• Anti-nutrients: Many foods touted for their impressive health benefits contain compounds that can inhibit iron absorption. Some of these compounds, such as polyphenols and phytates, are antioxidants beneficial for health. However, too many anti-nutrients can negatively impact iron status. Coffee, green tea, black tea, legumes, and whole grains all contain high levels of anti-nutrients.

Certain medical conditions can inhibit iron absorption. Digestive disorders are the most common of these. Conditions like Crohn’s disease and irritable bowel disease are marked by damage to the gastrointestinal tract. Sometimes, this damage can reduce the body’s ability to absorb nutrients, such as iron, from the foods that you eat.

Thyroid disorders can also impact nutrient absorption. A result of hypothyroidism (an underactive thyroid) can be low levels of stomach acid. The consequence is a lessened ability to break down and absorb dietary iron.

3. High Iron Utilization

In some circumstances, our bodies can require high amounts of iron. When iron stores are rapidly depleted, a standard diet may be unable to keep up with the increased demand for iron, leading to a deficiency. When demand exceeds supply, you can experience anemia.

Heavy Monthly Flow

One of the most common sources of iron depletion? Heavy periods. Women who experience a heavy flow lose a lot of blood. Their bodies require sufficient iron stores when restoring the lost blood. When there isn’t enough iron, a woman can become anemic. With periods happening roughly every month, some women will be unable to recover quickly enough, and they will become anemic.

Exercise

Athletes are also at an increased risk of IDA. Iron helps muscles use and store oxygen. When you exercise, muscle cells require more oxygen to create the power output needed to do things like run or lift weights. Many studies have found athletes to be at an increased risk of IDA. The harder and more frequently you work out, the higher your risk of iron deficiency.

Pregnancy

When a woman is pregnant, her body must create more blood than it usually would. The fetus needs a constant supply of blood to deliver the oxygen and nutrients that it needs to grow and develop. Because the body needs more iron to create the hemoglobin in red blood cells, pregnant women have a very high need for dietary iron.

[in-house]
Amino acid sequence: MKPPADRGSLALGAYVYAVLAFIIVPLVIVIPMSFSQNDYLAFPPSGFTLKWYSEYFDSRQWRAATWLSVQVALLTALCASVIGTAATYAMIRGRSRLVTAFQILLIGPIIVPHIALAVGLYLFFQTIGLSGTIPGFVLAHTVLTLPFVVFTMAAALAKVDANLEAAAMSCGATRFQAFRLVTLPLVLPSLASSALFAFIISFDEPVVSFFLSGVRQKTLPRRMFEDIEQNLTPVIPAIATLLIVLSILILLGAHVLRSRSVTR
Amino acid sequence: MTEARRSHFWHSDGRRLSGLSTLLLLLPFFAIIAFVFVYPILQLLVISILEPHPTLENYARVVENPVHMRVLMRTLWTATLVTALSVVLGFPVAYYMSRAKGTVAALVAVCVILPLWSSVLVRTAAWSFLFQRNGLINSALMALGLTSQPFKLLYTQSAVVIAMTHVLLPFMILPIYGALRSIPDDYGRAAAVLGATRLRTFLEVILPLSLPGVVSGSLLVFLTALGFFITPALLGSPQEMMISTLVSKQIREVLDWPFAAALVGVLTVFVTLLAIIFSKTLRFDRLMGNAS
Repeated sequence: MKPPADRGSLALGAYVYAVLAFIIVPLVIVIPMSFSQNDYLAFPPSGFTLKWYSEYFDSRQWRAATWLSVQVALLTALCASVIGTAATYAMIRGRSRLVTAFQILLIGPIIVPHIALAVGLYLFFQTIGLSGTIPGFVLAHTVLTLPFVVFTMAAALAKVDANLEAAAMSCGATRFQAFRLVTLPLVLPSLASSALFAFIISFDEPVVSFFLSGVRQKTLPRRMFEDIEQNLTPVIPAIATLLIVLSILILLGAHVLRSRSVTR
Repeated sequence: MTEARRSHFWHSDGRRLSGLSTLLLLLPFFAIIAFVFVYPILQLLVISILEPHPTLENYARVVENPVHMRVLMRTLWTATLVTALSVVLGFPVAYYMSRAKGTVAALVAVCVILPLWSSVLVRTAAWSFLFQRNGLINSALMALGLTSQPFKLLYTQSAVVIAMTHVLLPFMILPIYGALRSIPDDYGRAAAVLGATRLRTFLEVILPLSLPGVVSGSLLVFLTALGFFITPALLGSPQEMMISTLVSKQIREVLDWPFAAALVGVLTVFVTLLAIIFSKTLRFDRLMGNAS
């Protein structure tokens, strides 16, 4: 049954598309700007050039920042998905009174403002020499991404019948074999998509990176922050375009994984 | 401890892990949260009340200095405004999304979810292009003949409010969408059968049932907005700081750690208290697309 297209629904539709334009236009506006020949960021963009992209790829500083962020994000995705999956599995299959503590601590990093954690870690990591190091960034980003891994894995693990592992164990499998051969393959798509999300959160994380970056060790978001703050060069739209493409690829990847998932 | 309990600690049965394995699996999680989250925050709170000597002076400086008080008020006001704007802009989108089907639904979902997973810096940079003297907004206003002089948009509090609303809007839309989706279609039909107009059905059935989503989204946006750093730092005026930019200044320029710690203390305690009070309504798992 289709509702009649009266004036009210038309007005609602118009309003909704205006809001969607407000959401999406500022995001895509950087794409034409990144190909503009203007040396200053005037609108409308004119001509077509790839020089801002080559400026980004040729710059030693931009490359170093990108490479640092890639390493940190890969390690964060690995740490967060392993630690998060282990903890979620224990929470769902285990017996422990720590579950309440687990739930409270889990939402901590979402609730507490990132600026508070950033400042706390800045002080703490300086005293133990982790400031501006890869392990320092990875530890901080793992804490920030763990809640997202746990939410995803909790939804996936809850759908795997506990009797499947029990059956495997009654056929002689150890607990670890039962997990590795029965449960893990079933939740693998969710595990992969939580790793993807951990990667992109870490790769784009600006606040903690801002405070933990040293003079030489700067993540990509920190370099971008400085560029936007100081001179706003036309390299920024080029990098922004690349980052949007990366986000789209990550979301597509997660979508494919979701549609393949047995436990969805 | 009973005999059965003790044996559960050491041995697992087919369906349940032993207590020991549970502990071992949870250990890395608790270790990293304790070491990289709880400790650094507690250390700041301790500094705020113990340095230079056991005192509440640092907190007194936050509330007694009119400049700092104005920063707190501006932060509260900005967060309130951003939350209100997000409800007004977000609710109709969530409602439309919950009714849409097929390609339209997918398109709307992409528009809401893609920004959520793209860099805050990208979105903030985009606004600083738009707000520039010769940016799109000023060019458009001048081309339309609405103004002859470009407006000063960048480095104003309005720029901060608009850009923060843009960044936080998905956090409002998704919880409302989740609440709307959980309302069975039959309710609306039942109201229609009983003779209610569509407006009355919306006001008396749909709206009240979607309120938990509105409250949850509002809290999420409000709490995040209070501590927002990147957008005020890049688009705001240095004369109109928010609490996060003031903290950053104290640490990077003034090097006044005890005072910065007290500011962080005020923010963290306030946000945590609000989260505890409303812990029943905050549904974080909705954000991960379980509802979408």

Growth and Development

There is one period in each of our lives where our bodies demand a high amount of iron: development. From the moment we are born to the moment that we stop growing, our bodies require high levels of iron to keep oxygen supply up for our growing bodies. Without it, our physical growth and cognitive development can suffer.

What Are Common Signs of Iron Deficiency?

When your body has a negative iron balance, your cells do not receive adequate oxygen, and your brain produces fewer neurotransmitters. As a result, you may experience the following symptoms.

Fatigue

Feelings of physical lethargy and mental sluggishness are common symptoms of IDA. A result can be difficultly exercising, reduced reaction time, impaired cognition and memory, brain fog, general sleepiness, and more. You may feel like your body is weighed down, and your mind is frustratingly slow.

Apathy, Anxiety, and Depression

Iron is needed to create brain chemicals known as neurotransmitters. In particular, iron is necessary for the synthesis of dopamine and serotonin, neurotransmitters that play a central role in mood. A neurotransmitter deficiency can lead to feelings of boredom, apathy, stress, anxiety, and depression.

Disordered Sleep

Many people who are deficient in iron can experience trouble sleeping well throughout the night. Consequently, they often sleep excessively long hours in an attempt to make up for poor sleep quality. This may be a result of reduced monoamine synthesis, brain chemicals involved in our sleep-wake cycle.

Hair Loss and Dry Skin